1) CHECK PRESSURE FREQUENTLY both front and rear. That'll be an obsessive habit now.
That's certainly good advice, but still not good enough, IMO. Checking tire pressure, while not a huge job, is tedious enough that it really becomes a chore over time. And even worse, it only ensures that your pressure is good at the start of the ride-- get a puncture while you are riding and you'll never know until the ride degrades enough to feel it (and, at that point, it's probably dangerous).
Having a TPMS is, IMO, the only way to go. No need to check your pressures manually and you'll know if you're losing pressure during a ride. Thus, I installed a "FULLELE Wireless Waterproof Tire Pressure Monitoring System (TPMS) for Motorcycle, 2 External Sensors" (search that on Amazon-- I can't post links) last spring and have been using it all season. It works fantastically.
I charged it fully when I first got it, and it went four months
before it needed a charge! And after all that time it still wasn't even fully discharged-- it took that long for the gauge to come off the "fully charged" position. I now give it a charge every weekend when I lube the chain, but it always indicates that it's fully charged and only charges for 3-4 minutes before it stops accepting a charge. So, I think it would go more than a month without a charge, and the battery is so small it could be easily recharged with a tiny rechargeable power supply.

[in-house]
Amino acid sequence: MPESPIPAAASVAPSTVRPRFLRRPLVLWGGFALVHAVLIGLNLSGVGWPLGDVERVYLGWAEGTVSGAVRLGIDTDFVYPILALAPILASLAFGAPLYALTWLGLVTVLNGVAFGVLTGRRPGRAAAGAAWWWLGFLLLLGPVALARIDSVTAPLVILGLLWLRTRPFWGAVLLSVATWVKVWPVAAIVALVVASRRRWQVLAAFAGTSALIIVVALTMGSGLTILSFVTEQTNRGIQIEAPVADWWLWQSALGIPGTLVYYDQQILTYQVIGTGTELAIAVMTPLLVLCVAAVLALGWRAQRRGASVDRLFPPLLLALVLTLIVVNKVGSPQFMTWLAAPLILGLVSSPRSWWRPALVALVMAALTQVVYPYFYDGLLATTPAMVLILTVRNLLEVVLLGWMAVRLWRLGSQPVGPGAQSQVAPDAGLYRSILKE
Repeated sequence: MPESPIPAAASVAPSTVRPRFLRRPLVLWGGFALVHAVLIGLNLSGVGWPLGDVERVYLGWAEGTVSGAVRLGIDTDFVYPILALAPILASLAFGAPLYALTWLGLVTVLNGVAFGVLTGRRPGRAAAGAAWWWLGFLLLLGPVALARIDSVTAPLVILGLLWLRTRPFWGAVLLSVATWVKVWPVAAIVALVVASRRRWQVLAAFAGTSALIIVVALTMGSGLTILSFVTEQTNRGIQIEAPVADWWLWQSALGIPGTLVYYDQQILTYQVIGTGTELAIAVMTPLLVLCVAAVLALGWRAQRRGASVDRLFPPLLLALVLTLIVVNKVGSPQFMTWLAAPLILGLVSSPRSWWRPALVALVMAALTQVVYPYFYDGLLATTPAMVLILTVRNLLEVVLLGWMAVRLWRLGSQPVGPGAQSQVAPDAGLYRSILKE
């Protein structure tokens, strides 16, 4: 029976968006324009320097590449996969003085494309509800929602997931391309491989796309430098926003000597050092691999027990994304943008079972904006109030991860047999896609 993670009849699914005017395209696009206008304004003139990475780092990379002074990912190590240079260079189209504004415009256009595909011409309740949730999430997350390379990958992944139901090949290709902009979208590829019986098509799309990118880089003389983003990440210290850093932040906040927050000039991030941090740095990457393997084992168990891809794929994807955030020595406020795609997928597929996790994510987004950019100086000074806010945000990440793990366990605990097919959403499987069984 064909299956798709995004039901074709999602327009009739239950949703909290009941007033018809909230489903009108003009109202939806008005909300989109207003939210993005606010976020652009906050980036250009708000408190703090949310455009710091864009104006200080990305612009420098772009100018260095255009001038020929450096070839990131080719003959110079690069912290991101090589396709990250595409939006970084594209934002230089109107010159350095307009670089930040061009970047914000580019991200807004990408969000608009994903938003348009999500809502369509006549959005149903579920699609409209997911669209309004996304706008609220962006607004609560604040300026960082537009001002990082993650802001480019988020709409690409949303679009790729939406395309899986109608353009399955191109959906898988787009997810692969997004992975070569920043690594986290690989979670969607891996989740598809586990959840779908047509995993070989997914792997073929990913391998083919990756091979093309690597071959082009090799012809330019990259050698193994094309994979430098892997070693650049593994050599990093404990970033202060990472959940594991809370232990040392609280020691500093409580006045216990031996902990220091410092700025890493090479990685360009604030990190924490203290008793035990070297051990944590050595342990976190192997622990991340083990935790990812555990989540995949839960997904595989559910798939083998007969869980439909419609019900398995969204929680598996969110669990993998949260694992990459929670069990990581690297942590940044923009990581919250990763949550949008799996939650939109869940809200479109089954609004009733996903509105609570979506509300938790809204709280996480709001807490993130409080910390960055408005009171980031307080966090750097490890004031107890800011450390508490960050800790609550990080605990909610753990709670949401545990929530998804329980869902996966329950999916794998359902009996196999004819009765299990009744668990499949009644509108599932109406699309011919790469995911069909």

It's not particularly secure on the bike and it wouldn't be too difficult to steal if someone was intent on getting it, but at $50 I consider it almost disposable. For the safety I feel it provides me, I'll just replace it if it breaks or is stolen and consider it a cost of riding. In fact, I already purchased a backup and have it at the ready in the event that something happens to the one I have mounted.
I won't ride a MC without a TPMS, and I find this aftermarket version to be an excellent way to have a TPMS on any bike I ride.